Is there anything better than mud? OK, when you were a kid, was there anything better than mud? If you're still not convinced, here are some titles that may remind you of the real "dirt" on mud.
"Dirt on My Shirt," by Jeff Foxworthy with illustrations by Steve Bjorkman
"There's dirt on my shirt and leaves in my hair. There's mud on my boots, but I don't really care." Thus begins Mr. Foxworthy's examination of the elements of a great childhood. Through his poems, he expresses the joy of being young and free of the self-imposed burdens that adults too often succumb to. A book to remind moms and dads to be like the young ones occasionally and don't sweat the small stuff. And don't worry about getting a little dirty.
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"Dirt Boy," written by Erik Jon Slangerup with illustrations by John Manders
Can one ever be too dirty? Heck yes! Fister Farnello has gotten so dirty, his own mother doesn't recognize him. But, hey, with a little of Mom's love (and 23 bars of soap, 16 bottles of shampoo, 179 gallons of bathwater, 44 million bubbles and 11 tubes of toothpaste), it will all come out in the wash.
"I'm Dirty," written by Kate McMullan with illustrations by Jim McMullan
Imagine handling dirt for a living. That's what the backhoe in this story does. When he wants to play, he doesn't let cleanliness get in his way. He not only handles dirt and mud but trash. This sequel to "I Stink" is a countdown to good, but slightly soiled fun.
"Dirty Gert," written with illustrations by Tedd Arnold
You are what you eat. So what if you eat dirt? Gert does. She loves dirt so much that mud pies are actually an edible treat to her. But then she begins to have some unique digestive problems. Can her parents save her from a rather peculiar transformation? And if they can't, can they still love her? Or at least remember to water her occasionally?!?
"Mud," by Mary Lyn Ray with illustrations by Lauren Stringer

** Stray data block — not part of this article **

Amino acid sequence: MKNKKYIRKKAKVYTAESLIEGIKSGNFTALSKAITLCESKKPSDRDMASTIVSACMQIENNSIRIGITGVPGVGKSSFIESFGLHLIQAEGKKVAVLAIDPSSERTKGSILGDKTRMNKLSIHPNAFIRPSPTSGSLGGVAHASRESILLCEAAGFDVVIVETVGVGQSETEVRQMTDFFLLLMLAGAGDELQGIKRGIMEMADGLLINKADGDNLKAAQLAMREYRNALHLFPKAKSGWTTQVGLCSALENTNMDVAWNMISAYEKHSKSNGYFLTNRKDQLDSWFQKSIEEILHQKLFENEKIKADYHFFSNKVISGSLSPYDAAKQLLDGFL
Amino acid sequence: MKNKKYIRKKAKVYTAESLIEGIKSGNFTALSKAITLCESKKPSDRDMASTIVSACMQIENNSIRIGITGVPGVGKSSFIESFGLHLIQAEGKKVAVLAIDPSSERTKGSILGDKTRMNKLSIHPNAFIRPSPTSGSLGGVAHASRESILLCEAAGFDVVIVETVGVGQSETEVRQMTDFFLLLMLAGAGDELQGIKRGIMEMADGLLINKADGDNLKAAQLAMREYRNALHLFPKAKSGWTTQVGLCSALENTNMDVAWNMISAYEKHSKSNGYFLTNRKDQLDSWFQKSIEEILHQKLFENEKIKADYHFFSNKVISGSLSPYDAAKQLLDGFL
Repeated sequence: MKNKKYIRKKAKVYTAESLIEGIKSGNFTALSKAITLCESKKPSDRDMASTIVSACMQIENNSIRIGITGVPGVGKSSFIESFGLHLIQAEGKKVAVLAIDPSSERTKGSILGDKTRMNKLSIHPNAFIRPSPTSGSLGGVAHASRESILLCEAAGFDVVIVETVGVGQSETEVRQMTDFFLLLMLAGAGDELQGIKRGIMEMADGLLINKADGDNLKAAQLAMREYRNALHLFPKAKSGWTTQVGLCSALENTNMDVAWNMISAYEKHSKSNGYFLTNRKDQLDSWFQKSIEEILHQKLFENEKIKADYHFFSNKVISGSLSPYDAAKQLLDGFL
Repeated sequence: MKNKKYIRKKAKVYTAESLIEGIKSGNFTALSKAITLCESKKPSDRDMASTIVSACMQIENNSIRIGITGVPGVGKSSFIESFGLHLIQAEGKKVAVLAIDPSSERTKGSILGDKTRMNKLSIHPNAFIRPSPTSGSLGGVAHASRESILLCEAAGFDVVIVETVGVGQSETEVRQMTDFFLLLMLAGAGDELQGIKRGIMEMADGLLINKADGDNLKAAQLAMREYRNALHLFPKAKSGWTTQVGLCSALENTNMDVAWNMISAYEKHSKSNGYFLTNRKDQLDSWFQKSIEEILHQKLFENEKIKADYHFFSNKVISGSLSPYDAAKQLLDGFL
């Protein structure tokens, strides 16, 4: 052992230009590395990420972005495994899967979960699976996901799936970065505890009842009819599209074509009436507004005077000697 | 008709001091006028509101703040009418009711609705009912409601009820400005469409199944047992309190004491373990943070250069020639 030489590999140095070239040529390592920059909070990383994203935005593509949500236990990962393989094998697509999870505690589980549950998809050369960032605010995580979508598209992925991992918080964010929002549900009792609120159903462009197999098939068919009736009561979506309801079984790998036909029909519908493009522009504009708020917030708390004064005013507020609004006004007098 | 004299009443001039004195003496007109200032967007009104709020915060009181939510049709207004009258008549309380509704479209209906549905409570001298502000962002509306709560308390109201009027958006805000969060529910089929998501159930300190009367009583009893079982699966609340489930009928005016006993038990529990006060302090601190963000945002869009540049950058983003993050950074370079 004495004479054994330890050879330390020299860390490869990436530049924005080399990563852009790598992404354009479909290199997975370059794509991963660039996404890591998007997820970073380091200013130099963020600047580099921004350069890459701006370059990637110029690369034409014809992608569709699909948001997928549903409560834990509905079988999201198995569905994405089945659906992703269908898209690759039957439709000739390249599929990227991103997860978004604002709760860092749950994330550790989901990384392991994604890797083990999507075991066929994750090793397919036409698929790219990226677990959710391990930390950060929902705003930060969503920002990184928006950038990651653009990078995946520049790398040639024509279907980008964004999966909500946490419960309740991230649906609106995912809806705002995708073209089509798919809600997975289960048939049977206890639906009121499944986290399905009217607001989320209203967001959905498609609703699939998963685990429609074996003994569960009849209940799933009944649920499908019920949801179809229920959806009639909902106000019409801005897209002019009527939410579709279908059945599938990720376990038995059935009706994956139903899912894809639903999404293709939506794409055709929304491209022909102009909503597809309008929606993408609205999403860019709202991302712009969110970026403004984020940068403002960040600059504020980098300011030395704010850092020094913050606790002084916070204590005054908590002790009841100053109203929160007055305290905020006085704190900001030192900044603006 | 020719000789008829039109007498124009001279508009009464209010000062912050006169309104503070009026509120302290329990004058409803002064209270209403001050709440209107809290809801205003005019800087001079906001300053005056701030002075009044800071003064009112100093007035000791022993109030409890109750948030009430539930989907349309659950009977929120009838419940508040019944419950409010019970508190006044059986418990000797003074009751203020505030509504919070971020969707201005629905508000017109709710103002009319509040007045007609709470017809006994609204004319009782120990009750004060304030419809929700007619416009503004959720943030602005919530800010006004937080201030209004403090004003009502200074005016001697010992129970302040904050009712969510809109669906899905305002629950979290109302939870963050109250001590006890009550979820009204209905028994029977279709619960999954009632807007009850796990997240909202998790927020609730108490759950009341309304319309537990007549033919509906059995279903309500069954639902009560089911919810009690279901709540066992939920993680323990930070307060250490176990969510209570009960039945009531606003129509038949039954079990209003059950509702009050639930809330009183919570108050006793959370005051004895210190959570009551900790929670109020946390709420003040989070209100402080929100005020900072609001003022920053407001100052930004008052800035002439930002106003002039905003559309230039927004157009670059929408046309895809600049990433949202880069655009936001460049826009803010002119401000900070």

Mud, good old plain dirty, muddy mud. The kind that mashes between your toes and collects under your finger nails. Mud. This tribute to the simplest of elements is also a rather sneaky way of teaching the seasons to young readers.
"Dirty Cowboy," by Amy Timberlake with illustrations by Adam Rex
Of course, once you get dirty, you do eventually want to come clean again. That's the idea this cowboy had when he told his dog to watch his clothes while he went to the swimming hole to get clean. He got clean but he needed a better watch dog, cause by the time he finds his clothes, it's going to be time for another bath. A story that's not only relevant to this summer's theme but to bath times in general.
Summer is almost here. Time for playing in the mud. Time for going to the beach. Time for summer reading.
This year the summer reading program is all about mud and dirt. The theme for children is "Dig Into Reading," for teens "Beneath the Surface" and for adults "Groundbreaking Reads." The library not only has plenty of books on these themes but great programs to go with them. For the first time, registration can be done in the library or online beginning June 3.
For more information, please call or visit the children's desk in your local library branch. Check out our website www.beaufortcountylibrary.org for summer reading updates.
Scott Strawn is youth services coordinator for the Beaufort County library system.